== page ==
The aim of this study was to measure the levels of cat and dog allergen in homes of families that had either never kept pets or kept or had kept cats or dogs. From a small residential area outside Stockholm consisting of 250 houses with similar exteriors 70 homes were included. Dust samples were collected from mattresses and textile-covered floors. The levels of cat and dog allergen were analysed by ELISA. Fel d1 was found in mattress dust in all 70 homes, median 0.5 micrograms/g [0.24-8.89 micrograms/g (quartiles)] and textile-covered floors 0.7 micrograms/g (0.20-2.52 micrograms/g). Can f1, was found in 98% of the collected samples, mattress dust 1.89 micrograms/g (0.70-9.20 micrograms/g) and textile-covered floor dust 2.5 micrograms/g (1.04-2.72 micrograms/g). There was a positive correlation (p
PubMed ID
9560840 View in PubMed
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Depression or anxiety in adult twins is associated with asthma diagnosis but not with offspring asthma.

https://arctichealth.org/en/permalink/ahliterature287881
Source
Clin Exp Allergy. 2016 Jun;46(6):803-12
Publication Type
Article
Date
Jun-2016
Author
S G Tedner
C. Lundholm
H. Olsson
C. Almqvist
Source
Clin Exp Allergy. 2016 Jun;46(6):803-12
Date
Jun-2016
Language
English
Publication Type
Article
Keywords
Adult
Anxiety - epidemiology - etiology
Asthma - complications - diagnosis - epidemiology
Depression - epidemiology - etiology
Female
Humans
Male
Middle Aged
Odds Ratio
Population Surveillance
Prevalence
Risk factors
Surveys and Questionnaires
Sweden - epidemiology
Twins
Young Adult
Abstract
Asthma is common in both children and adults in the Western world, just like anxiety and depression. While some research has revealed that these diseases might share important environmental and pathophysiological aspects, the exact mechanisms still remain unclear.
To study the correlation firstly between depression or anxiety and asthma diagnosis in adult twins and secondly the association between parental depression or anxiety and offspring asthma in children of twins.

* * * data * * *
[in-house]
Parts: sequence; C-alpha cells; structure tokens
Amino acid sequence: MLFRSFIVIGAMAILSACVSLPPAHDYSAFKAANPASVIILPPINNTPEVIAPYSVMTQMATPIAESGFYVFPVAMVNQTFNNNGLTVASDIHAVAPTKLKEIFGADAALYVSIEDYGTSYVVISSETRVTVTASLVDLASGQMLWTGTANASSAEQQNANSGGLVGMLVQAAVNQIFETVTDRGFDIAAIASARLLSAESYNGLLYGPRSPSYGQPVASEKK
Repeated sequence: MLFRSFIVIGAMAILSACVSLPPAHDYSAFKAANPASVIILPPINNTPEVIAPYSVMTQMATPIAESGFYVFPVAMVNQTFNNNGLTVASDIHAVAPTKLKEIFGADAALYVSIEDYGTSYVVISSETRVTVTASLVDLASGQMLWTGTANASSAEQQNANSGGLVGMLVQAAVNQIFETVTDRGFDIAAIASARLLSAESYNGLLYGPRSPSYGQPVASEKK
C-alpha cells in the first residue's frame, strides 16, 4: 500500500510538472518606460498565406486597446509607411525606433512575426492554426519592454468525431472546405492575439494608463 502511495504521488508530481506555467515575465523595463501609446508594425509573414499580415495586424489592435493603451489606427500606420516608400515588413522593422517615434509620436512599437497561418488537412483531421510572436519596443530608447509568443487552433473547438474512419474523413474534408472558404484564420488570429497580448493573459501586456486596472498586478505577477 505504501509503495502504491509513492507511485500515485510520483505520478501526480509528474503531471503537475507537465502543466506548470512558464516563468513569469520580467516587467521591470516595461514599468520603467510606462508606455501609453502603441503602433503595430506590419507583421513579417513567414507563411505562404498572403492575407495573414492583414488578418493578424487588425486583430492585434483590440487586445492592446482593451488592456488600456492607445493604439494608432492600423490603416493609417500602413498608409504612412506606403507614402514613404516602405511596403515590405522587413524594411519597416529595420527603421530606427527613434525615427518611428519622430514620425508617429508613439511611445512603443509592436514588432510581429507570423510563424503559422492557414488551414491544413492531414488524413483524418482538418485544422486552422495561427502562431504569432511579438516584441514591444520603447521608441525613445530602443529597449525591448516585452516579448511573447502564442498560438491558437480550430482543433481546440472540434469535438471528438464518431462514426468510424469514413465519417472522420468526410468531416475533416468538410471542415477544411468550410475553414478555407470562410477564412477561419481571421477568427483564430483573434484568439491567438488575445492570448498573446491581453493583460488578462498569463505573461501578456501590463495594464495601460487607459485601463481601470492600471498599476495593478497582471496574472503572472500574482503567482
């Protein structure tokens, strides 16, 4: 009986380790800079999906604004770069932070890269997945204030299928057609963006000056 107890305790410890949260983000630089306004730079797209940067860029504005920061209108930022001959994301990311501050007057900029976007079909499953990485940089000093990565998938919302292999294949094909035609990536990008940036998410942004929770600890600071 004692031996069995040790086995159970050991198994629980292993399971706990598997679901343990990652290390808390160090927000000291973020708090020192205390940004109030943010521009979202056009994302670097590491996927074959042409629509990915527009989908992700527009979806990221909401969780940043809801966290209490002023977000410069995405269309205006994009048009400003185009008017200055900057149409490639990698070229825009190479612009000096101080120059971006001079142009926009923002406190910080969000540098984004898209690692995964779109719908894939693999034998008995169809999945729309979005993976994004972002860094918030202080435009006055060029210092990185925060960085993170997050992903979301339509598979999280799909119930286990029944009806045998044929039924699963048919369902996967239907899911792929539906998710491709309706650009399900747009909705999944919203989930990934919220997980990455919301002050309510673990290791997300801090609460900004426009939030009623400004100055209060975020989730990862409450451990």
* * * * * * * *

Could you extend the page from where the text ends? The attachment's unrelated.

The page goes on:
In total, 24 685 adult twins aged 20-47 years were interviewed or completed a Web-based questionnaire and their children were identified through the Multi-Generation Register. Asthma diagnosis was obtained from the Patient Register and the Prescribed Drug Register. Assessment of depression and anxiety was obtained from questionnaires using Center for Epidemiologic Studies Depression Scale (CES-D), major depression and generalized anxiety disorder (GAD) from DSM-IV. The association between depression or anxiety and asthma was analyzed with logistic regression adjusting for confounders in twins and offspring. To address genetic and familial environmental confounding, we performed a cotwin analysis using disease-discordant twin pairs.
We found an association between asthma and CES-D, major depression and GAD, for example adjusted OR for major depression and register-based asthma 1.56 (1.36-1.79). Most of the point estimates remained in the co-twin control analysis, indicating that the association was likely not due to genetic or familial environmental factors. There was no association between parental depression and/or anxiety and asthma diagnosis in the offspring which implies lack of genetic confounding.
We found an association between own asthma diagnosis and anxiety or depression, but not with offspring asthma. Our results indicate that the associations were not due to confounding from genes or environment shared by the twins.